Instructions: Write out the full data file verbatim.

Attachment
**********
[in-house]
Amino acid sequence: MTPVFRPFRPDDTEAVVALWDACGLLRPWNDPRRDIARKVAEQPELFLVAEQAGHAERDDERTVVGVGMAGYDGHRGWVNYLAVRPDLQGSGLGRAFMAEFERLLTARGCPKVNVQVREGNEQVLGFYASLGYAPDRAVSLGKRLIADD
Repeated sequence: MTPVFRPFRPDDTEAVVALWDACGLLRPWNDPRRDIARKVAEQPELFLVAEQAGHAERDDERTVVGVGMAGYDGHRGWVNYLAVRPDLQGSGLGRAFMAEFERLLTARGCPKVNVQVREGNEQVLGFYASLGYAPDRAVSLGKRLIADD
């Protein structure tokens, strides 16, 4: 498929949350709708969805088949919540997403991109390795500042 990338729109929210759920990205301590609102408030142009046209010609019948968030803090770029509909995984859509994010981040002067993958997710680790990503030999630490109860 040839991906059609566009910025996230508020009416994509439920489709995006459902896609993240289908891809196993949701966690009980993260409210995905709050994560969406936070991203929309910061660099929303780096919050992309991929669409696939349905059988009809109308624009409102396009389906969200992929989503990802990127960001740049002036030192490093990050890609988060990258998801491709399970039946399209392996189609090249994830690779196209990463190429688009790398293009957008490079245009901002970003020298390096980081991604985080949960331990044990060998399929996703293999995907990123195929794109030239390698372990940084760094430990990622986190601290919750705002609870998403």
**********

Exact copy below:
[in-house]
Amino acid sequence: MTPVFRPFRPDDTEAVVALWDACGLLRPWNDPRRDIARKVAEQPELFLVAEQAGHAERDDERTVVGVGMAGYDGHRGWVNYLAVRPDLQGSGLGRAFMAEFERLLTARGCPKVNVQVREGNEQVLGFYASLGYAPDRAVSLGKRLIADD
Repeated sequence: MTPVFRPFRPDDTEAVVALWDACGLLRPWNDPRRDIARKVAEQPELFLVAEQAGHAERDDERTVVGVGMAGYDGHRGWVNYLAVRPDLQGSGLGRAFMAEFERLLTARGCPKVNVQVREGNEQVLGFYASLGYAPDRAVSLGKRLIADD
């Protein structure tokens, strides 16, 4: 498929949350709708969805088949919540997403991109390795500042 990338729109929210759920990205301590609102408030142009046209010609019948968030803090770029509909995984859509994010981040002067993958997710680790990503030999630490109860 040839991906059609566009910025996230508020009416994509439920489709995006459902896609993240289908891809196993949701966690009980993260409210995905709050994560969406936070991203929309910061660099929303780096919050992309991929669409696939349905059988009809109308624009409102396009389906969200992929989503990802990127960001740049002036030192490093990050890609988060990258998801491709399970039946399209392996189609090249994830690779196209990463190429688009790398293009957008490079245009901002970003020298390096980081991604985080949960331990044990060998399929996703293999995907990123195929794109030239390698372990940084760094430990990622986190601290919750705002609870998403």